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Front Differential Oil Change
 
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Pelican Technical Article:

Front Differential Oil Change

Jared Fenton

Time:

1 hour1 hr

Tab:

$50

Talent:

***

Tools:

8mm hex driver, drain pan, gloves, hand pump

Applicable Models:

Porsche 955 Cayenne (2004-08)
Porsche 955 Cayenne GTS (2008)
Porsche 955 Cayenne S (2003-08)
Porsche 955 Cayenne Turbo (2003-08)
Porsche 955 Cayenne Turbo S (2006)

Parts Required:

gear oil, new drain plugs

Hot Tip:

Make sure you have a drain pan with capacity

Performance Gain:

A quieter, smoother and cooler running final drive

Complementary Modification:

Replace rear differential oil.

In this article, I will go over the steps involved with changing the front differential oil on your Porsche Cayenne. Changing the oil is not a difficult job, but can be a bit messy. It is advisable to lay down a plastic tarp or sheeting underneath the car to catch any possible spills. You'll also want to have a drain pan with a capacity of at least five liters to be on the safe side. When filling the front differential, you'll need roughly one liter of Porsche approved gear oil.

Begin by jacking up the Cayenne and securing it on four jackstands (See our article on Jacking Up Your Cayenne for more information). This is both to gain clearance to the rear differential and also to keep the Cayenne level. This is important. If you do not have the car level, it will affect the measurement for filling the differential back up. Note, if you have air suspension on your Cayenne, it is possible to gain enough clearance to access the transfer case by putting the suspension to its highest setting.

Now remove the lower engine cover to gain access to the front differential (see our article on Removing Under Body Trays for more information). It is located just to the right of the oil pan. You'll find that the fill plug is located just behind one of the crossmembers. This can make removal a bit difficult as a regular sized hex key will not fit. I had to cut 10mm off the end of an 8mm hex key. This allowed me to insert it into the fill plug.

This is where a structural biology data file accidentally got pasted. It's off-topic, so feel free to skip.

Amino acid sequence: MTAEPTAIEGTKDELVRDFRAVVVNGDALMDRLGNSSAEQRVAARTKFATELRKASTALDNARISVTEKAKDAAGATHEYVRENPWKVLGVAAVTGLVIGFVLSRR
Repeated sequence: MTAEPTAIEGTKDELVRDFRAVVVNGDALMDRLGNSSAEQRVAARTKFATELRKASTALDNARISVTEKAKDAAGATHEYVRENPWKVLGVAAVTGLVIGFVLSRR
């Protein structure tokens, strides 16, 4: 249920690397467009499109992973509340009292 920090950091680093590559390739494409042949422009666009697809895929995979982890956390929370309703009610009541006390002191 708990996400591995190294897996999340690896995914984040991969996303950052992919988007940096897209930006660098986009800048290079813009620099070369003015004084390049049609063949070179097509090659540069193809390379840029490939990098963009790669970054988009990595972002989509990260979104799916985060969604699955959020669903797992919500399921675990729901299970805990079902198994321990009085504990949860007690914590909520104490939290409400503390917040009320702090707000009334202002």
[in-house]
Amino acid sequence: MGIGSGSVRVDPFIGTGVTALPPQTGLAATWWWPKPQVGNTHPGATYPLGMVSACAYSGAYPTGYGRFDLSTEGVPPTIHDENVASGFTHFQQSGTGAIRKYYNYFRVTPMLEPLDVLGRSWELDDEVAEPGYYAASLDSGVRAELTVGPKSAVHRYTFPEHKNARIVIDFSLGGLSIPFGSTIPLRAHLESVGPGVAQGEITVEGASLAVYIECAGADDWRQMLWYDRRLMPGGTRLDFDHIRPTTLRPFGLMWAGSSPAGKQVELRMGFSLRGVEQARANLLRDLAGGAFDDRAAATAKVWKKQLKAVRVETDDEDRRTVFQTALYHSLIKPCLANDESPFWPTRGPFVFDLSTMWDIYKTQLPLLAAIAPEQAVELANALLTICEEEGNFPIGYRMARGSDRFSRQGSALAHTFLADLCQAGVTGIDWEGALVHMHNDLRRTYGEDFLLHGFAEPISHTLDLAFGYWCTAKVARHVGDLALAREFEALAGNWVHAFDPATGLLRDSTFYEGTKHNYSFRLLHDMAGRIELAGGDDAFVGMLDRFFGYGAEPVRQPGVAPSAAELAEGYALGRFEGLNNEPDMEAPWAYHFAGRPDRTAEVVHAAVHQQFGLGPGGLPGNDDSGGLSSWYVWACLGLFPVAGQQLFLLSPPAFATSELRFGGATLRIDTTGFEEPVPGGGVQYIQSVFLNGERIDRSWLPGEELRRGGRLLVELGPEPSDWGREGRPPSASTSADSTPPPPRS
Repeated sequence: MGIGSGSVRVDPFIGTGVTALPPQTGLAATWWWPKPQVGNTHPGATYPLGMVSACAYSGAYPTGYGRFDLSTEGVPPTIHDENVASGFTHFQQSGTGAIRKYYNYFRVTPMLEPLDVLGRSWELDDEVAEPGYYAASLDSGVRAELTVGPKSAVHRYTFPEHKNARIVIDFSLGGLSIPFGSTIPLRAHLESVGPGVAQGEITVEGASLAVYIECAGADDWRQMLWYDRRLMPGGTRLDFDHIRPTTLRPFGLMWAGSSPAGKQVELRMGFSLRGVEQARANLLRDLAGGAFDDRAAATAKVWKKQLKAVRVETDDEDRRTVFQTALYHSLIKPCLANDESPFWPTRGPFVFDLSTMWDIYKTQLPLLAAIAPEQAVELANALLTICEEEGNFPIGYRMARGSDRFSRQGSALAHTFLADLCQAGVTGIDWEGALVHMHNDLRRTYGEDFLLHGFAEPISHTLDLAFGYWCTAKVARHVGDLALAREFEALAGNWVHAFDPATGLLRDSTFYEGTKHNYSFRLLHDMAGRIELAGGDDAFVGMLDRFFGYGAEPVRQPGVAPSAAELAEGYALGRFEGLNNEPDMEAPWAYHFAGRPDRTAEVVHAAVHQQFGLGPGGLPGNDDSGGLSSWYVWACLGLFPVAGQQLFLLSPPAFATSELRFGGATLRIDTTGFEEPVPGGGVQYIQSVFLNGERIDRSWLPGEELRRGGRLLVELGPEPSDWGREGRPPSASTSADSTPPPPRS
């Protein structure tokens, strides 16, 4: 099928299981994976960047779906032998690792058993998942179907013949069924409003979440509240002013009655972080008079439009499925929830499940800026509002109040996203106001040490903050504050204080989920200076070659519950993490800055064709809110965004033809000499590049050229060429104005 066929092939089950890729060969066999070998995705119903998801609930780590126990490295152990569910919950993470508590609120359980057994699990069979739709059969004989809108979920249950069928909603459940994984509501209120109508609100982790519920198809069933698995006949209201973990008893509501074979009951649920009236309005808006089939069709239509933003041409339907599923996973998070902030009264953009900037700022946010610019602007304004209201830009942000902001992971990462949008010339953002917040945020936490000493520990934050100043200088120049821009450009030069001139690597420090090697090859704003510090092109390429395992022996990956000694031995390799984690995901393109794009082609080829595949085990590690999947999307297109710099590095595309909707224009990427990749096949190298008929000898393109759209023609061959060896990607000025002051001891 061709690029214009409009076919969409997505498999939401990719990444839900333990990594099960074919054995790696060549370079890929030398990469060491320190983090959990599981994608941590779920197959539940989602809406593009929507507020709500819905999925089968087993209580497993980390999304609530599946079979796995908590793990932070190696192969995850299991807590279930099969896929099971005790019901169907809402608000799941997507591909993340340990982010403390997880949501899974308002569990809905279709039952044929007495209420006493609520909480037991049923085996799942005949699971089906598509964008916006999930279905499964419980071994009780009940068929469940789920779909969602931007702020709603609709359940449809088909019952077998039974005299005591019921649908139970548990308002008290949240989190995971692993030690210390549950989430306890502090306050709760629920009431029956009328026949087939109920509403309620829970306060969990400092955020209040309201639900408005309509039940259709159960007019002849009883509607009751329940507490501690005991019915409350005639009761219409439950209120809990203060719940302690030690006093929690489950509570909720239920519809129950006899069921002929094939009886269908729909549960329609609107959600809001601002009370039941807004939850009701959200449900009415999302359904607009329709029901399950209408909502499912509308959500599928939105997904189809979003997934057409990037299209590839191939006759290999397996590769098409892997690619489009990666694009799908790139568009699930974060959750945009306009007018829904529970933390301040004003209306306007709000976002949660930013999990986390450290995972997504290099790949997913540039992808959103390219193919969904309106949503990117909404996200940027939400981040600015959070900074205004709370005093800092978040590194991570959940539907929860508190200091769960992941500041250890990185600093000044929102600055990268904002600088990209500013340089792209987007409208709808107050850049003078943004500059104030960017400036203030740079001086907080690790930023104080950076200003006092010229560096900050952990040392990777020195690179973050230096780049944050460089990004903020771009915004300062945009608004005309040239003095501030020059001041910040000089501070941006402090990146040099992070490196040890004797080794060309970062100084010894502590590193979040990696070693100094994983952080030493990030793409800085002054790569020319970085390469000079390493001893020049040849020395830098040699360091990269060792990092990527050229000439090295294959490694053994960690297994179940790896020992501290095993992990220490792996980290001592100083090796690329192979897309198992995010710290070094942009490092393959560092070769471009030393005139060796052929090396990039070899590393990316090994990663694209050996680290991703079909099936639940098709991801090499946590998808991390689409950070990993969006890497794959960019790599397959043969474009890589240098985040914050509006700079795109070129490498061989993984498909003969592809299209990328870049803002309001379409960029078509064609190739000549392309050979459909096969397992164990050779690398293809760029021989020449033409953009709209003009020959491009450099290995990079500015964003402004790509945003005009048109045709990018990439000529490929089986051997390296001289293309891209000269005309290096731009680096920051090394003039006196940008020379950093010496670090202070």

Note that Porsche recommends replacing the drain plug seals each time you remove the plugs. At this time it appears that Porsche is only selling the seals with new drain plugs. (part number 955-332-057-00). I would visually inspect each seal first for damage or wear before automatically replacing it.

Shown here are the drain (yellow arrow) and fill (green arrow) plugs on the front differential.
Figure 1

Shown here are the drain (yellow arrow) and fill (green arrow) plugs on the front differential.

You'll want to remove the fill plug first to help drain the oil from the differential.
Figure 2

You'll want to remove the fill plug first to help drain the oil from the differential. Use the modified 8mm hex key (green arrow) to loosen and remove the plug. Once the fill plug is removed, remove the drain plug (yellow arrow) and let the differential drain completely. Make sure you have a drain pan underneath to catch the old fluid. Inspect the sealing ring on the drain plug. Now replace or reinstall the plug and torque it to 35Nm (26 ft/lbs.). Use a hand pump to fill the differential with gear oil until it just starts to pour out the fill plug threads. Now either replace or reinstall the plug and torque it to 35Nm (26 ft/lbs.).

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Comments and Suggestions:
timw Comments: what is modified for the 8mm hex key?
January 26, 2016
  Followup from the Pelican Staff: I believe figure two shows it. It has to be cut to fit into the fill plug. - Nick at Pelican Parts  
Alex Comments: You mentioned ATF. It should be gear oil. Please fix so people don't mess up their cars.
July 12, 2015
  Followup from the Pelican Staff: Thanks for catching that. We appreciate it. I will have the article updated. - Nick at Pelican Parts  
vtjlaw Comments: Would you do both differentials, transfer case, and transmission fluid/filter on that interval?
July 10, 2015
  Followup from the Pelican Staff: Transmission can wait a bit longer. T-case and diffs, yes. Trans maybe at 60k. - Nick at Pelican Parts  
vtjlaw Comments: I believe the service interval for this oil is something like 16 years. Would you go by that? What's your recommended change interval?
June 28, 2015
  Followup from the Pelican Staff: Every 3 years or 30k miles. - Nick at Pelican Parts  

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